Real Estate Channel has a useful recap. Some highlights
BofA officials say their staffers signed off on about 10,000 foreclosure actions without actually reading them. Other lenders admit doing the same.
The Florida attorney general “is investigating four law firms, two with ties to GMAC, for allegedly providing fraudulent documents in foreclosure cases.”
“We have had thousands, maybe hundreds of thousands of foreclosures around the country by entities that did not have the right to foreclose,” said a lawyer.
The NYT reports that some documents were notarized before they were prepared, that the same person’s signature sometimes appeared in radically different ways suggesting forgery, and that multiple banks have on occasion tried to foreclose the same property with all claiming ownership.
A recently filed class action suit alleges racketeering.
While attempting to circumvent Kentucky recording Statutes, the MBS Trust created for itself a situation wherein it had no legally recognizable interest in the loans for the benefit of the investors. The investors were invested in nothing. The MBS possessed nothing on the date the REMIC [Real Estate Mortgage Investment Conduit] closed and perpetrated a fraud on the investors and the American taxpayer through its fraudulent qualification as a REMIC with the SEC.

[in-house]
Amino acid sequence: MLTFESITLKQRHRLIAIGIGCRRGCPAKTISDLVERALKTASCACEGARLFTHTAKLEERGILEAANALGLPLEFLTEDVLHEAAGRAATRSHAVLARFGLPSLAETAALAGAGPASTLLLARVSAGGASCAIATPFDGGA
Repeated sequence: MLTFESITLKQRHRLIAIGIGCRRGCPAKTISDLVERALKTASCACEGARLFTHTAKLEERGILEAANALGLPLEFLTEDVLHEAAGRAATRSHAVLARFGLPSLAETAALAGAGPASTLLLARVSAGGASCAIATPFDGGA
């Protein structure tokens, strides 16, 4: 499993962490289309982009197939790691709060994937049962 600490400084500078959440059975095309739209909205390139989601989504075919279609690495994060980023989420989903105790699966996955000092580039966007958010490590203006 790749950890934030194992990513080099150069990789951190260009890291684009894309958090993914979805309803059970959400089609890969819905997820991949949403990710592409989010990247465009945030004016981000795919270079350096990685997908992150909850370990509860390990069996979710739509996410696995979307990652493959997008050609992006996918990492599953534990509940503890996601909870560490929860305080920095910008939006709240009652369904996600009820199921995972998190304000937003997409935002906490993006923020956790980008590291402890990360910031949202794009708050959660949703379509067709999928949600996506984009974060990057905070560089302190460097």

If so, then mortgage backed trusts could lose their tax exempt status, with disastrous effects – and more.
As previously set out, often the MERS held the Mortgage as “nominee” for a lender who was out of business and/or liquidated in bankruptcy. There could be no party legally able to Assign the Mortgage on behalf of the dissolved lender. The only party who could authorize the Mortgage Assignment for a bankrupt lender would be the Bankruptcy Trustee. In these cases where a MERS mortgage has been assigned on behalf of a bankrupt entity, a criminal violation of the bankruptcy code had occurred.
The Big Picture says homeowners without mortgages have been foreclosed, adding
“Defective documentation has created millions of blighted titles that will plague the nation for the next decade.” — Richard Kessler, an attorney in Sarasota, Florida, who conducted a study that found errors in about three-fourths of court filings related to home repossessions.
Called Foreclosure mills, many of these firms employ illegal methods to their legal practices. They use robo-signers instead of reviewing documents reviewed by lawyers; they hire process servers with histories of fraud and criminality. In the pursuit of foreclosure profits, they have tried to turn the practice of law into a clerical act of foreclosure, repossession, and resale — consequences be damned.
Where were the regulators?